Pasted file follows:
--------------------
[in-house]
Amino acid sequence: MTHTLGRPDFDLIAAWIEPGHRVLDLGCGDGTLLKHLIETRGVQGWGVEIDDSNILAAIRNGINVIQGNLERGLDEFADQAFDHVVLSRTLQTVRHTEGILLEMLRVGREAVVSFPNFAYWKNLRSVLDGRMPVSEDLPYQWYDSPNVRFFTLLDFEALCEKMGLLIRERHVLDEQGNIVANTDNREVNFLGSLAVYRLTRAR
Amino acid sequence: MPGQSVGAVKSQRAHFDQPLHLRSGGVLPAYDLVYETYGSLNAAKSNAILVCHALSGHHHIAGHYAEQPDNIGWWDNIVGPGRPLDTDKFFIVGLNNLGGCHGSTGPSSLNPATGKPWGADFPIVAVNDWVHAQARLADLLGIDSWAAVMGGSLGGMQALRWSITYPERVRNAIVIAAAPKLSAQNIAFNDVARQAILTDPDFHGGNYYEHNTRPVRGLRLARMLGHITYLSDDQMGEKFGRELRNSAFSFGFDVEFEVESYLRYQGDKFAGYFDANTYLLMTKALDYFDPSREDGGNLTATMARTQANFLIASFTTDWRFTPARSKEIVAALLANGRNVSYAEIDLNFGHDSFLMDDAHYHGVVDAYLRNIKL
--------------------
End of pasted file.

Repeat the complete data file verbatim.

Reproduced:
[in-house]
Amino acid sequence: MTHTLGRPDFDLIAAWIEPGHRVLDLGCGDGTLLKHLIETRGVQGWGVEIDDSNILAAIRNGINVIQGNLERGLDEFADQAFDHVVLSRTLQTVRHTEGILLEMLRVGREAVVSFPNFAYWKNLRSVLDGRMPVSEDLPYQWYDSPNVRFFTLLDFEALCEKMGLLIRERHVLDEQGNIVANTDNREVNFLGSLAVYRLTRAR
Amino acid sequence: MPGQSVGAVKSQRAHFDQPLHLRSGGVLPAYDLVYETYGSLNAAKSNAILVCHALSGHHHIAGHYAEQPDNIGWWDNIVGPGRPLDTDKFFIVGLNNLGGCHGSTGPSSLNPATGKPWGADFPIVAVNDWVHAQARLADLLGIDSWAAVMGGSLGGMQALRWSITYPERVRNAIVIAAAPKLSAQNIAFNDVARQAILTDPDFHGGNYYEHNTRPVRGLRLARMLGHITYLSDDQMGEKFGRELRNSAFSFGFDVEFEVESYLRYQGDKFAGYFDANTYLLMTKALDYFDPSREDGGNLTATMARTQANFLIASFTTDWRFTPARSKEIVAALLANGRNVSYAEIDLNFGHDSFLMDDAHYHGVVDAYLRNIKL